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ItsCalledSoccer
ItsCalledSoccer
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April 11th, 2011 at 10:10:26 AM permalink
One of the hottest political topics is the budget deal that will take us through the end of the current FY 2011 (Oct 10 - Sep 11). I think the eventual CR cut about $35 billion from the remaining FY. The next FY budget is yet to come, it will be VERY interesting.

Anyway, the question asks, how much cutting do YOU think is enough for the upcoming FY 2012 budget? For some perspective ...

According to the 1040 instructions for the 2010 tax year (due this Friday!), the FY09 (Oct 08 - Sep 09) deficit was $1.413 trillion. This amounts to:

* $3.87 billion per day in deficit
* $4,558 per person per year (assumes population of 310 million), or, if your 2010 tax bill was $5,000, you only paid in enough to cover your share of deficit spending, and not for any programs or reduction (and not all 310 million pay taxes, so it's even less)

In other words, the spending cuts in the CR compromise through the end of the current FY amounts to approximately 10 days of spending.

Also in other words, if $1 trillion is cut from the FY 2012 budget, we will STILL be accumulating $413 billion in deficit (at 2009 levels), or ...

* $1.13 billion per day in deficit
* $1,332 per person per year

In other words, the spending cuts in the CR compromise amounts to approximately one month of spending.
thecesspit
thecesspit
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April 11th, 2011 at 10:20:38 AM permalink
The question is, I guess, goes back to a debate I had with AZDuffman... what is the "right" level of long term debt to aim for?

I think we came to a figure of around 1-2% per annum overspend was reasonable to maintain a debt load of 20-35% of GDP. As percentages of GDP and spending, what are the numbers being talked about above?
"Then you can admire the real gambler, who has neither eaten, slept, thought nor lived, he has so smarted under the scourge of his martingale, so suffered on the rack of his desire for a coup at trente-et-quarante" - Honore de Balzac, 1829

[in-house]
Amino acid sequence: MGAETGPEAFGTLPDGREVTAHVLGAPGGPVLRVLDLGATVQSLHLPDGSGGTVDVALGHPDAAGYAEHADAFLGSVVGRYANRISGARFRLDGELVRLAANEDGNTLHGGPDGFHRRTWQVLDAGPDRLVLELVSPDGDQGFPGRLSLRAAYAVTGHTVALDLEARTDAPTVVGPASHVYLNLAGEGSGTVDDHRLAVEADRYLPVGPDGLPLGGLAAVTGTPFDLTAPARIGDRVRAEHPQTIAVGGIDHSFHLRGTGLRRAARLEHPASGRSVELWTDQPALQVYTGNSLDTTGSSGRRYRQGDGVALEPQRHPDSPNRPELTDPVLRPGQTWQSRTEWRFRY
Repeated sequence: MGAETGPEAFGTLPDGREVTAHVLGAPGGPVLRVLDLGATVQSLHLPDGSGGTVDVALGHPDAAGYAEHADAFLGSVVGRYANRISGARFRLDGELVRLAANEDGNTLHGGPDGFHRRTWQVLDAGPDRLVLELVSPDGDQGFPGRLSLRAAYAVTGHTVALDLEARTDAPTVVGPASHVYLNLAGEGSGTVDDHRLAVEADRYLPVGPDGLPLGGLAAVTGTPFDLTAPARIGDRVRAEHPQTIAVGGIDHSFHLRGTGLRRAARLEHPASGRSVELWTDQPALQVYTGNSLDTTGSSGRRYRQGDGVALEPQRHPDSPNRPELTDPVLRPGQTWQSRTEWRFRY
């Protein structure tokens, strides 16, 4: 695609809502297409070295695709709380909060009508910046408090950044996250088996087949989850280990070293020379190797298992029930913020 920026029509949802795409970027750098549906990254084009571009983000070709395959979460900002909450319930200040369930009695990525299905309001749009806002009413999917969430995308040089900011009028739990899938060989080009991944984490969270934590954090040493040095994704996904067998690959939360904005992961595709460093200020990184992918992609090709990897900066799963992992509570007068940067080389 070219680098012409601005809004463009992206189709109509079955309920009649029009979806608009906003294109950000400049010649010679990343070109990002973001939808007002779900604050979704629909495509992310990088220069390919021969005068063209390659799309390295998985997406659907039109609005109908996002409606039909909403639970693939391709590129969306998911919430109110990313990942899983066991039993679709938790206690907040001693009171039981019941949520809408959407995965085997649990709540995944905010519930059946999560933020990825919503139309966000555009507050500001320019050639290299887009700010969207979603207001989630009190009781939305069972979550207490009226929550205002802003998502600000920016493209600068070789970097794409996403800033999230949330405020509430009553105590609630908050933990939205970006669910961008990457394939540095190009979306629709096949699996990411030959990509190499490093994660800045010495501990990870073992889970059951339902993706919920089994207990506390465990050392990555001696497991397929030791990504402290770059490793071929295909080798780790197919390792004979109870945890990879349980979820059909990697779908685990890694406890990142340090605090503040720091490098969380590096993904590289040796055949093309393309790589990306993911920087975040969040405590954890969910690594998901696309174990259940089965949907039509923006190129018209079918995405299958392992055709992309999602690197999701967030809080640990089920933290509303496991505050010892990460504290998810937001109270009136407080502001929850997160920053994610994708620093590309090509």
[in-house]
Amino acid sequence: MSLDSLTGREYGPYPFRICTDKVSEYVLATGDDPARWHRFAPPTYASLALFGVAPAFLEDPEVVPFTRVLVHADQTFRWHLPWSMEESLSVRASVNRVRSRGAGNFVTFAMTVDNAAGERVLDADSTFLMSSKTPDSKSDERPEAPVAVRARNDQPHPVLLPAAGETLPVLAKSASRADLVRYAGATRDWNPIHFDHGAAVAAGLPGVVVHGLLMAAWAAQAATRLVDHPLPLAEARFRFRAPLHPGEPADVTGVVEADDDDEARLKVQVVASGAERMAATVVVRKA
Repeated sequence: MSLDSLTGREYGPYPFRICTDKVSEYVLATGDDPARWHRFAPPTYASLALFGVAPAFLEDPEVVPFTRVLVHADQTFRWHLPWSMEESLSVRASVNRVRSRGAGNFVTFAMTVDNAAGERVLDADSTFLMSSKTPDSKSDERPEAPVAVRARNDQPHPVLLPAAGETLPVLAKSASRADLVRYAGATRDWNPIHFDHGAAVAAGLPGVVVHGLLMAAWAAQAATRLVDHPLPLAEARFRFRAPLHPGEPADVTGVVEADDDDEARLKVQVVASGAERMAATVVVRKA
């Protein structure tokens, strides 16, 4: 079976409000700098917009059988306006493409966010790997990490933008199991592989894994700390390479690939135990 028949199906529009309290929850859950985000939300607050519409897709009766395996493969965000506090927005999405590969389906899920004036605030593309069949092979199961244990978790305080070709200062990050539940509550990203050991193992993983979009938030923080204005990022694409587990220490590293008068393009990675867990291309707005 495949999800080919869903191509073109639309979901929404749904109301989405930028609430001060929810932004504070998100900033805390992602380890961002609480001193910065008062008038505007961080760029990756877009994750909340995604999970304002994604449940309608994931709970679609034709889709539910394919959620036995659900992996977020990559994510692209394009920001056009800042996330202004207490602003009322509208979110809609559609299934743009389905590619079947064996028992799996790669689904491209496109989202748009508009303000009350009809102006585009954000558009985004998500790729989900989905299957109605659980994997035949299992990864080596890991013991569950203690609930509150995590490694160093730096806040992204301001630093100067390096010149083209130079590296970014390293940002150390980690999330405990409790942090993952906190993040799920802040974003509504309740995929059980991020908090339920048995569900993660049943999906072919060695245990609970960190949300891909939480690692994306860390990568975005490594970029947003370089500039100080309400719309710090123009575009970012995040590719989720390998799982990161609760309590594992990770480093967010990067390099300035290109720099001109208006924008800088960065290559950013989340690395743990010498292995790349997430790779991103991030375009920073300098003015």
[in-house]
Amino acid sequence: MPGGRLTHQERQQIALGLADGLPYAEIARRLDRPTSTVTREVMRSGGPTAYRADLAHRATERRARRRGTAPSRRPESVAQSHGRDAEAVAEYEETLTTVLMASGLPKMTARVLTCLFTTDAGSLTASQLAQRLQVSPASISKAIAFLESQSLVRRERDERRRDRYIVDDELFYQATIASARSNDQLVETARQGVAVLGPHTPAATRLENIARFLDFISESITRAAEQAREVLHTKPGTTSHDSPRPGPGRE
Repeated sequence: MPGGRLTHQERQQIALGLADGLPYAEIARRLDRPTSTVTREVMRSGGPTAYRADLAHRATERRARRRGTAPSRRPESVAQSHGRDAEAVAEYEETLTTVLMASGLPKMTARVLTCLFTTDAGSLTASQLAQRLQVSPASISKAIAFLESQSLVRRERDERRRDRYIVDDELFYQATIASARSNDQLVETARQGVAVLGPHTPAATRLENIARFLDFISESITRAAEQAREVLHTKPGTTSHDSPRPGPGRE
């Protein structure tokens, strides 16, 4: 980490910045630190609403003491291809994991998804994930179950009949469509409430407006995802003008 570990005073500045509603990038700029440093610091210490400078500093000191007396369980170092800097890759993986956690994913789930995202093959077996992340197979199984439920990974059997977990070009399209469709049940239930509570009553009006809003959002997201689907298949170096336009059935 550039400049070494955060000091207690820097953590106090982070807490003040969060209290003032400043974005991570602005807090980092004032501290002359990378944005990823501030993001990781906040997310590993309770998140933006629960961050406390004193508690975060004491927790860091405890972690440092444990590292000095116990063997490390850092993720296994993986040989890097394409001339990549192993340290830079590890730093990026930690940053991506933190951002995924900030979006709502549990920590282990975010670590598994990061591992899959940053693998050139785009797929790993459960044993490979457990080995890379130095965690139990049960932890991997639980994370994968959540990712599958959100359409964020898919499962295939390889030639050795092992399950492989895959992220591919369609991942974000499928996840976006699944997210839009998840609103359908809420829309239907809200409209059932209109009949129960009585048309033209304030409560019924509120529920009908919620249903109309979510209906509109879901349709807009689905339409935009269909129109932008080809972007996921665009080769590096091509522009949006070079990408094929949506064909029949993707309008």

ItsCalledSoccer
ItsCalledSoccer
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April 11th, 2011 at 10:48:29 AM permalink
Quote: thecesspit

The question is, I guess, goes back to a debate I had with AZDuffman... what is the "right" level of long term debt to aim for?

I think we came to a figure of around 1-2% per annum overspend was reasonable to maintain a debt load of 20-35% of GDP. As percentages of GDP and spending, what are the numbers being talked about above?



I don't think the questions are applicable to sovereign governments in the same way that they are to businesses, but in answer to them ...

2009 GDP (to be consistent with the 1040 instructions) was about $14.1 trillion. The 2009 total outlays were $3.52 trillion, or about 25% of GDP. Total revenues were about $2.11 trillion, or about 15% of GDP, meaning, in 2009, about 10% of GDP was borrowed.

The percentage of spending that represents is $1.41 trillion divided by $3.52 trillion = about 40% of total spending is borrowed.

Debt was about $12.9 trillion in FY09. So debt load in 2009 was $12.9 trillion divided by $14.1 trillion, or about 91%. A debt load of 20-35% would be much better, but does not appear to address spending (at least directly).

I don't think the questions are applicable because business is focused on a rate of equity return (how much return you get when you invest in something). Obviously, as debt rises, the potential for equity return increases ... but it's riskier, so the return (sort of) aligns with the risk.

State governments can act like this to some extent, but I don't think a sovereign federal government should. Mostly, because a debt holder can call in debt at any time (for the most part). Should a sovereign government not be able to pay that debt, it defaults and its sovereignty is put at risk. Not that it will go away, but it gets put in the hands of debtors much more than it otherwise would.

I also don't think government should be interested in equity rates of return, but in stability, strength, and defense. I think the preamble to the Constitution contemplates this when it says "PROVIDE for the common defense," which is clearly not a money-making proposition.